The University of Toronto has decided that it really wasn’t a Canadian law school, but a US law school, which in turn is traced to a certain global consciousness. They thought they should pay professors a lot more than what they were doing previously so that they wouldn’t flee to the US. I don’t think many were fleeing but they were collectively concerned enough to pay themselves a whacking great wage out of increased tuition fees and that, in turn, has made it much more difficult for us to recruit entry level candidates without increasing our pay and that, in turn, means that the cost of providing the same education goes up if you want to improve the value of that education – unless the university gives you buckets more money or you go and fund-raise.
(Dean, male, Can)
New Zealand wholeheartedly embraced the unmediated higher education market model 1990–99, but then shifted to a controlled model.9 However, course control is still minimal with funding depending on demand as in Australia and the UK. Funding is competitive, which is claimed to improve quality, efficiency and productivity (Kingsbury 2000: 44). In the hope of securing funding ‘carrots’, universities have responded to the government call and become increasingly entrepreneurial. Legal academics are expected to come up with instantaneous blueprints as to how to raise money. Responses tend to be ad hoc and uncoordinated, with deans, administrators and academics all responding differently, which contributes to a climate of confusion and distrust:
We’ve got a fund-raiser but most people are quite sceptical of her role and the actual expenditure for that position. Some people think it is a complete waste of money. In fact, this particular person hasn’t actually generated any income. The position is partly funded by the law school, partly by central administration, and she is supposed to generate a portion of her income out of fundraising, but it doesn’t seem to happen. At the same time, she comes from a corporate background and has no understanding of academic institutions, education, legal education … I’m sure she might be quite good in a corporate environment but nobody trusts her because she’s got no idea where we’re coming from.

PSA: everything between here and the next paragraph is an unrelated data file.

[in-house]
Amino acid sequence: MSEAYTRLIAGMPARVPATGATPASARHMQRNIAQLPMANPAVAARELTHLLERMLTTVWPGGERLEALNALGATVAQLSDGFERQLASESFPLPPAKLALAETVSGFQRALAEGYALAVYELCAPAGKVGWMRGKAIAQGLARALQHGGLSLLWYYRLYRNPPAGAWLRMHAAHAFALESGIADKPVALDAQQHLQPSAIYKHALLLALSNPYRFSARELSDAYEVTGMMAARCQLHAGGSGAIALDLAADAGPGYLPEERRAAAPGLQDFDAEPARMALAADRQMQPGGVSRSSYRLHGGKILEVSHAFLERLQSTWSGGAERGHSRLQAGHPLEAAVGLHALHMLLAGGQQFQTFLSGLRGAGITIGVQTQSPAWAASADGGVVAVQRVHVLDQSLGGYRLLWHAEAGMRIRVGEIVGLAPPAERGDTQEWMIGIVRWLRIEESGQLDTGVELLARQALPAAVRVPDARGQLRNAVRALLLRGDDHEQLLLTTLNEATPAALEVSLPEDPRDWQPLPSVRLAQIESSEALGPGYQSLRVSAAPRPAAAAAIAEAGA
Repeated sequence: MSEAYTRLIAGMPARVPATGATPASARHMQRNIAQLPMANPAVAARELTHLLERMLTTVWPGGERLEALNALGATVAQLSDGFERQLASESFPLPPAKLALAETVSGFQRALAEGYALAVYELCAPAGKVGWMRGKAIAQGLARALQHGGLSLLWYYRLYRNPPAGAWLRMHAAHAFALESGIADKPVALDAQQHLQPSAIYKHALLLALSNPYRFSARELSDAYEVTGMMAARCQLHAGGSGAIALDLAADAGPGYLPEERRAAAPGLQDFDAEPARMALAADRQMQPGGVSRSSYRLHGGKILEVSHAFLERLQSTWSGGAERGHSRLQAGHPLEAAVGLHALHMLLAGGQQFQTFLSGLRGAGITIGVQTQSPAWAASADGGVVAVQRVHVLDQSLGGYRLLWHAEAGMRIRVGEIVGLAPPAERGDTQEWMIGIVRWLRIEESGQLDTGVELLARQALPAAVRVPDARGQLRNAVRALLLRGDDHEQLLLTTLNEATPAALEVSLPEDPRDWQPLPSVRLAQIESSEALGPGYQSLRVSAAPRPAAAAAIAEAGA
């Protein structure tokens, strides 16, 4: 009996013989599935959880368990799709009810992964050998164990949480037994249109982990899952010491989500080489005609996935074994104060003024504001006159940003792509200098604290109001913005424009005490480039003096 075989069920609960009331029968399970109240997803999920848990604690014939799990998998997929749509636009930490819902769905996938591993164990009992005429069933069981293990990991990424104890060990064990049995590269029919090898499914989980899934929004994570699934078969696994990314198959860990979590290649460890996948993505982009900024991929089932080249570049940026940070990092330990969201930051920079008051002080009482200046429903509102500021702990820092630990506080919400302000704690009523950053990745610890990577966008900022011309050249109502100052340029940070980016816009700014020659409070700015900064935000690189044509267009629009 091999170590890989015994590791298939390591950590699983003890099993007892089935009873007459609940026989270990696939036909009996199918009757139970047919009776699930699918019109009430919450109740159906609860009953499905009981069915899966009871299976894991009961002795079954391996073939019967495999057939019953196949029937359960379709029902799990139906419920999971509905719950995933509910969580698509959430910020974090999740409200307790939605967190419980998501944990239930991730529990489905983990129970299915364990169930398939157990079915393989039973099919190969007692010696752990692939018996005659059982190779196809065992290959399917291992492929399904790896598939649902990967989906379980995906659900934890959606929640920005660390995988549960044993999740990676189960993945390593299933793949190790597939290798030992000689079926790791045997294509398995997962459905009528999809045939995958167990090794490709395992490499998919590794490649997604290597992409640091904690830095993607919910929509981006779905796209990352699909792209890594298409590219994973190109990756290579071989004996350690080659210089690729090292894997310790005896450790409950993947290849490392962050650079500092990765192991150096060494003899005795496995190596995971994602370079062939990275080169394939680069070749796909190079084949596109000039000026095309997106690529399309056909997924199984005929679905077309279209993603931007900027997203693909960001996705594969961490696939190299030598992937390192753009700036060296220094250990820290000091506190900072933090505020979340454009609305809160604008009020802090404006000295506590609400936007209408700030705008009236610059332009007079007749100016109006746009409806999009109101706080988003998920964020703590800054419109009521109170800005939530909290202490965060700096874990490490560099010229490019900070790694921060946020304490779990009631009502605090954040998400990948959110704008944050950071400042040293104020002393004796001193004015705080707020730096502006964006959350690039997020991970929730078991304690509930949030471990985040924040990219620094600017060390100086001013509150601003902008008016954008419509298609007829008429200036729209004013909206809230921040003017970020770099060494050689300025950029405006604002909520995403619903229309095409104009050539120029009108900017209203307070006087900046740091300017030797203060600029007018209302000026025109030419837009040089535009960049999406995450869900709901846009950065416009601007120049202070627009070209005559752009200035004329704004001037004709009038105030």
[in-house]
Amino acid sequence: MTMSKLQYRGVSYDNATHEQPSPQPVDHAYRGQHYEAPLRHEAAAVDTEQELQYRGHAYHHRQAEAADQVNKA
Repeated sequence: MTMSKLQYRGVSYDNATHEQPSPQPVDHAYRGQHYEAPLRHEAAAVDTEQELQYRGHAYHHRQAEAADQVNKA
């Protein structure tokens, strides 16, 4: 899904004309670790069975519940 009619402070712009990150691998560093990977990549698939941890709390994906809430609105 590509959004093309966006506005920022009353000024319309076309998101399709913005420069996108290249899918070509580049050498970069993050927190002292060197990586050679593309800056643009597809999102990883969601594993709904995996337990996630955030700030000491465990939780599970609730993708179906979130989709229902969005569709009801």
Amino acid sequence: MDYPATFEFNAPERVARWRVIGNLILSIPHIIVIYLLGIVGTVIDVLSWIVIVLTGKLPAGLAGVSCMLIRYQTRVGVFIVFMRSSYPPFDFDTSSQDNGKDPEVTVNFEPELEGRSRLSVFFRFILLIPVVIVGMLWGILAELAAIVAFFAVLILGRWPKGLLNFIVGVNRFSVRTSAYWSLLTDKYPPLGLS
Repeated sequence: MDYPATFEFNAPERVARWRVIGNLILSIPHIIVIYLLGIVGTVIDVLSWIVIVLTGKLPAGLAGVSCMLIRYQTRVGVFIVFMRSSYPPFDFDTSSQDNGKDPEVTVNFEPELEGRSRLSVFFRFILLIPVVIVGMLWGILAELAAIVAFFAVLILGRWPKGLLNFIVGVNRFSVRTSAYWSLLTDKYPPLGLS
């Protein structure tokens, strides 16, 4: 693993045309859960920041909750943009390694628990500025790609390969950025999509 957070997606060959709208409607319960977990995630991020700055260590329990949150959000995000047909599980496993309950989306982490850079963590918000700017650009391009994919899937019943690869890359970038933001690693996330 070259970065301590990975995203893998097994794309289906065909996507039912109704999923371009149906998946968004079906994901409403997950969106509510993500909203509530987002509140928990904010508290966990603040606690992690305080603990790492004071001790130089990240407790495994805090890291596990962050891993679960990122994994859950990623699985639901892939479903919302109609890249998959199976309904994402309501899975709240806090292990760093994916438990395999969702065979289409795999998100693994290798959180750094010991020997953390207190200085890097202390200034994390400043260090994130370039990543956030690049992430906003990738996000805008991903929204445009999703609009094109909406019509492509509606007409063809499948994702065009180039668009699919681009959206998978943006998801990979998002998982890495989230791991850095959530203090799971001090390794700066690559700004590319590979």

(Snr Lecturer, fem, Redbrick, Aus)
The uncertainty surrounding academic capitalism is exacerbated by ever-changing government policies, although law schools accept that they must do what they can. As one Canadian law dean explained, ‘Entrepreneurialism is not so much about going out and generating funds but creatively using and harnessing resources the school already possesses’. Some deans advocate more national competitive research grant applications, which comport with scholarly norms but worries the profession: ‘People downtown are saying, “What is happening? Are you going to turn into ivory towers?”’ (Prof, fem, Sandstone, Aus). To counteract this impression, others are advocating a more applied approach in the form of consultancies and short courses. What is clear from the desperate scramble to generate income is that there is no overall coordinating strategy and no thoroughgoing scrutiny of new ventures or courses.
The profession would seem to have little understanding of how grim the state of legal education really is because the market demands that deans always put their best foot forward. There is fear that public questioning or criticism could bring the ‘brand name’ of the institution into disrepute. Marginalisation, reprimands, disciplinary proceedings or even dismissal is the likely fate of any academic who is critical of his or her institution’s captivation by market magic, regardless of the academic expertise they might possess.10